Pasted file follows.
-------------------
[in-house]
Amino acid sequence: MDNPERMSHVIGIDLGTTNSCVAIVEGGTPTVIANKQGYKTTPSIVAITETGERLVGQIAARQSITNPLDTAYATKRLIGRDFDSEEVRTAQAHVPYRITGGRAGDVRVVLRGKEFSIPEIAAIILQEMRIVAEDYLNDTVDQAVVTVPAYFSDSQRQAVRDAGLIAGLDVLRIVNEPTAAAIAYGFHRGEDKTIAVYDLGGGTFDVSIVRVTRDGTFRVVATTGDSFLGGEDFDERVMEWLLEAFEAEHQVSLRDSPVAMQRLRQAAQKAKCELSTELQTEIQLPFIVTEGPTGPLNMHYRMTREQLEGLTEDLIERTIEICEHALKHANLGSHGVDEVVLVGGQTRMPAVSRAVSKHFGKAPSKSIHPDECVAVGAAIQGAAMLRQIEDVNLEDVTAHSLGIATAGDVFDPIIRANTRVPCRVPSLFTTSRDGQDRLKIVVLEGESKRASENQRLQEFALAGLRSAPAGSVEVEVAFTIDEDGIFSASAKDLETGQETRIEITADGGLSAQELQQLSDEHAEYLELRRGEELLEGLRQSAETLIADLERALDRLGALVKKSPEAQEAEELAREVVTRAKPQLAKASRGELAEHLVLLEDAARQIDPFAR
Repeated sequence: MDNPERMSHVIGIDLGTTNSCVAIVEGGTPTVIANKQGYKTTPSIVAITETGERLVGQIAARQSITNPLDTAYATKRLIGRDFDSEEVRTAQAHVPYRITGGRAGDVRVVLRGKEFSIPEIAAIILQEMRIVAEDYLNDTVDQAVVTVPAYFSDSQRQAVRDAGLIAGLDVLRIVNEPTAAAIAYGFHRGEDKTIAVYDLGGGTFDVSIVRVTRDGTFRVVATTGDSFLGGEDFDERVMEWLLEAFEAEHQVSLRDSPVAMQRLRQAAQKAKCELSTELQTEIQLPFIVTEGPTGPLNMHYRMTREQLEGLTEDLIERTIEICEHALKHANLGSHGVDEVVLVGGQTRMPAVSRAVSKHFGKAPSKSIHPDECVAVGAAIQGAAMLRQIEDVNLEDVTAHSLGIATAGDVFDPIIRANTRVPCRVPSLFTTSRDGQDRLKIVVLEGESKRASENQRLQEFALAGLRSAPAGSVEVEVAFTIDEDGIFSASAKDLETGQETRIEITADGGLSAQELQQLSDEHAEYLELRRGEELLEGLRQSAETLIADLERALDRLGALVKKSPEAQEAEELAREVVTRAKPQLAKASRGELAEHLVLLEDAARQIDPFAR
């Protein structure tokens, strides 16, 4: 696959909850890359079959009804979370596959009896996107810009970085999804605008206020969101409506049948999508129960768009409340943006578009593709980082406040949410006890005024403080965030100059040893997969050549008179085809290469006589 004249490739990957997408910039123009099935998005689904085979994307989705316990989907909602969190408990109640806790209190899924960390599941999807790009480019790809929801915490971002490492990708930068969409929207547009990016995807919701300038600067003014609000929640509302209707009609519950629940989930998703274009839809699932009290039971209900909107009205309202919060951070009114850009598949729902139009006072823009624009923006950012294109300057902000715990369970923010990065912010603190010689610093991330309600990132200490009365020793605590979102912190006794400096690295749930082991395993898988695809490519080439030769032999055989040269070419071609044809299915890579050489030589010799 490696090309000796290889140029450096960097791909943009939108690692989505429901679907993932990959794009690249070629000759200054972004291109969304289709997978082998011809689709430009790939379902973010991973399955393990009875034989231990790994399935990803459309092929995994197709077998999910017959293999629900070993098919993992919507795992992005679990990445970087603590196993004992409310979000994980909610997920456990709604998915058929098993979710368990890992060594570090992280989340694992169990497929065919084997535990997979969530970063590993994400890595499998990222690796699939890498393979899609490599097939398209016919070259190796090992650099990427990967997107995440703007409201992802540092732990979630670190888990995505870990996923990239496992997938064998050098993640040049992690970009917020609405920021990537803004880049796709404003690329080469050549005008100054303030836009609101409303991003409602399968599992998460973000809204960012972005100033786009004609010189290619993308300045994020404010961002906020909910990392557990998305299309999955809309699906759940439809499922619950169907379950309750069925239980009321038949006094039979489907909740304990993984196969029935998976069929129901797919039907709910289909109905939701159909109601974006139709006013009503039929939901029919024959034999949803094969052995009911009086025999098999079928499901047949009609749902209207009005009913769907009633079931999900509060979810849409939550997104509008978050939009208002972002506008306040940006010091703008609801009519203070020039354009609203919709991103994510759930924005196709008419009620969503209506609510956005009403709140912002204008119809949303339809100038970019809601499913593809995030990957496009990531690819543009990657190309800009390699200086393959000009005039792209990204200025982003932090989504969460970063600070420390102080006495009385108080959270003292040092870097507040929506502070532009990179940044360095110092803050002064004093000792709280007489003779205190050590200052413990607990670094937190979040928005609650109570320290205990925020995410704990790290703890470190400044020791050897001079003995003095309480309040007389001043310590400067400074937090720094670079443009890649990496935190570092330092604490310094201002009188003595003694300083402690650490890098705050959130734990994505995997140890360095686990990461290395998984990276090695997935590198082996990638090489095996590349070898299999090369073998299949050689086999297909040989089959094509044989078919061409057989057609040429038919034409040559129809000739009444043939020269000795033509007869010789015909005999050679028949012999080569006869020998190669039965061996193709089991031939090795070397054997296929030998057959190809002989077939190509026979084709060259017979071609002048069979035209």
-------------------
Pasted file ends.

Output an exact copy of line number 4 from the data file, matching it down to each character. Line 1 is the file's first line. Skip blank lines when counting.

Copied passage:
């Protein structure tokens, strides 16, 4: 696959909850890359079959009804979370596959009896996107810009970085999804605008206020969101409506049948999508129960768009409340943006578009593709980082406040949410006890005024403080965030100059040893997969050549008179085809290469006589 004249490739990957997408910039123009099935998005689904085979994307989705316990989907909602969190408990109640806790209190899924960390599941999807790009480019790809929801915490971002490492990708930068969409929207547009990016995807919701300038600067003014609000929640509302209707009609519950629940989930998703274009839809699932009290039971209900909107009205309202919060951070009114850009598949729902139009006072823009624009923006950012294109300057902000715990369970923010990065912010603190010689610093991330309600990132200490009365020793605590979102912190006794400096690295749930082991395993898988695809490519080439030769032999055989040269070419071609044809299915890579050489030589010799 490696090309000796290889140029450096960097791909943009939108690692989505429901679907993932990959794009690249070629000759200054972004291109969304289709997978082998011809689709430009790939379902973010991973399955393990009875034989231990790994399935990803459309092929995994197709077998999910017959293999629900070993098919993992919507795992992005679990990445970087603590196993004992409310979000994980909610997920456990709604998915058929098993979710368990890992060594570090992280989340694992169990497929065919084997535990997979969530970063590993994400890595499998990222690796699939890498393979899609490599097939398209016919070259190796090992650099990427990967997107995440703007409201992802540092732990979630670190888990995505870990996923990239496992997938064998050098993640040049992690970009917020609405920021990537803004880049796709404003690329080469050549005008100054303030836009609101409303991003409602399968599992998460973000809204960012972005100033786009004609010189290619993308300045994020404010961002906020909910990392557990998305299309999955809309699906759940439809499922619950169907379950309750069925239980009321038949006094039979489907909740304990993984196969029935998976069929129901797919039907709910289909109905939701159909109601974006139709006013009503039929939901029919024959034999949803094969052995009911009086025999098999079928499901047949009609749902209207009005009913769907009633079931999900509060979810849409939550997104509008978050939009208002972002506008306040940006010091703008609801009519203070020039354009609203919709991103994510759930924005196709008419009620969503209506609510956005009403709140912002204008119809949303339809100038970019809601499913593809995030990957496009990531690819543009990657190309800009390699200086393959000009005039792209990204200025982003932090989504969460970063600070420390102080006495009385108080959270003292040092870097507040929506502070532009990179940044360095110092803050002064004093000792709280007489003779205190050590200052413990607990670094937190979040928005609650109570320290205990925020995410704990790290703890470190400044020791050897001079003995003095309480309040007389001043310590400067400074937090720094670079443009890649990496935190570092330092604490310094201002009188003595003694300083402690650490890098705050959130734990994505995997140890360095686990990461290395998984990276090695997935590198082996990638090489095996590349070898299999090369073998299949050689086999297909040989089959094509044989078919061409057989057609040429038919034409040559129809000739009444043939020269000795033509007869010789015909005999050679028949012999080569006869020998190669039965061996193709089991031939090795070397054997296929030998057959190809002989077939190509026979084709060259017979071609002048069979035209």